(Update: Homeowner speaks of cat bringing bat into home)
'The whole thing was funny ... then you have a moment where you're fearful'
BEND, Ore. (KTVZ) -- Southwest Bend resident Colleen Quinn said Thursday she still can't believe a cat brought a dead, rabid bat into her home.
Deschutes County health officials confirmed that the dead bat tested positive for rabies.
“The whole thing was funny -- until the bat did actually test positive for rabies," Quinn said Thursday. "And then you have a moment where you’re fearful-- you think -- my kids could get ill, or I could get ill.”
One of Quinn's cats brought the dead animal into her home on Woods Valley Place back on July 9. She says she didn't even realize it was a bat until she picked it up to throw it away. And Quinn didn't consider the possibility of the bat being rabid until a friend encouraged her to get it tested.
Rabies is transmitted through the bites of an infected animal, and while post-exposure vaccination is effective, the best plan is prevention. Deschutes County Health Services reminded residents to take necessary precautions to protect people and pets from rabies:
- Avoid physical contact with bats – healthy, sick, alive, or dead. Be sure to keep children and pets away from bats.
- Do not hand feed or otherwise handle stray animals and wildlife.
- Vaccinate all dogs, cats and ferrets against rabies. This protects them and provides an immune barrier between humans and wild animals.
"There are two things people can do to protect themselves and their pets from rabies," said Emilio DeBess, public health veterinarian for the Oregon Health Authority. "Never handle bats, and make sure your cats and dogs are up to date on their rabies vaccines."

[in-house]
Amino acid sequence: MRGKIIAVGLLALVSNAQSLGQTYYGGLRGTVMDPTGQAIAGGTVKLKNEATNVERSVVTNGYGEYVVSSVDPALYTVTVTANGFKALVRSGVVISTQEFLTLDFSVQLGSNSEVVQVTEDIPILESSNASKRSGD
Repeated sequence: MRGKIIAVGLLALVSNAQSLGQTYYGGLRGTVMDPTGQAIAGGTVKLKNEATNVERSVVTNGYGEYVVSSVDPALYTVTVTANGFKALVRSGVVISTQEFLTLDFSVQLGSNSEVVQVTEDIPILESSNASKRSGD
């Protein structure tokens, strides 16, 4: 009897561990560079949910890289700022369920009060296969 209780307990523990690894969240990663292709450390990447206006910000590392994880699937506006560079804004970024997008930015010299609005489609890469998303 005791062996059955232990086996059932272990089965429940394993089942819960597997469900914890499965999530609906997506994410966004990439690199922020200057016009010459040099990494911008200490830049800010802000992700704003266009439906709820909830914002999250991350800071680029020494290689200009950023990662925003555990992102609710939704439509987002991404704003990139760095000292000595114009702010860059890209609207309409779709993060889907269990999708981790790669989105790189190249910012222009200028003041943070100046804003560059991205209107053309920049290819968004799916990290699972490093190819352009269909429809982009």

DeBess added that bats are the No. 1 carrier of rabies in the state, adding that now is peak season.
“We get usually a lot of positive animals during the summertime, starting somewhere in March or April.” DeBess said.
To protect your pet, make sure their rabies vaccinations are up to date. Dogs, cats and ferrets should be vaccinated against rabies at three to six months of age. After initial vaccination, a booster is required in one year, and then every three years after that. Under Oregon law, dogs and cats or ferrets that do not have current vaccinations and are suspected of exposure to rabies must be euthanized or placed under strict quarantine for four months.
Quinn said her cats are currently quarantining at home since they handled the bat.
Bats play an important role in the ecosystem, especially in controlling insects, mostly at night. "If you find a bat during the daylight hours, it is most likely not healthy and should be avoided,” DeBess added. Bats suffering from rabies will normally bite in self-defense, and pose little threat to people who do not handle them.
Rabies is an infectious viral disease that affects the nervous system and is almost always caused by exposure from a rabid animal. Exposure is usually through a bite, but can also occur through scratches and saliva contact with broken skin. It is almost always fatal once symptoms begin.
If a person or pet is bitten by a bat, promptly report it to Deschutes County Environmental Health at (541) 317-3114 and report the bite to your medical provider.
For more information about rabies
Oregon Health Authority: http://public.health.oregon.gov/DiseasesConditions/DiseasesAZ/Pages/disease.aspx?did=41
Centers for Disease Control and Prevention: http://www.cdc.gov/rabies/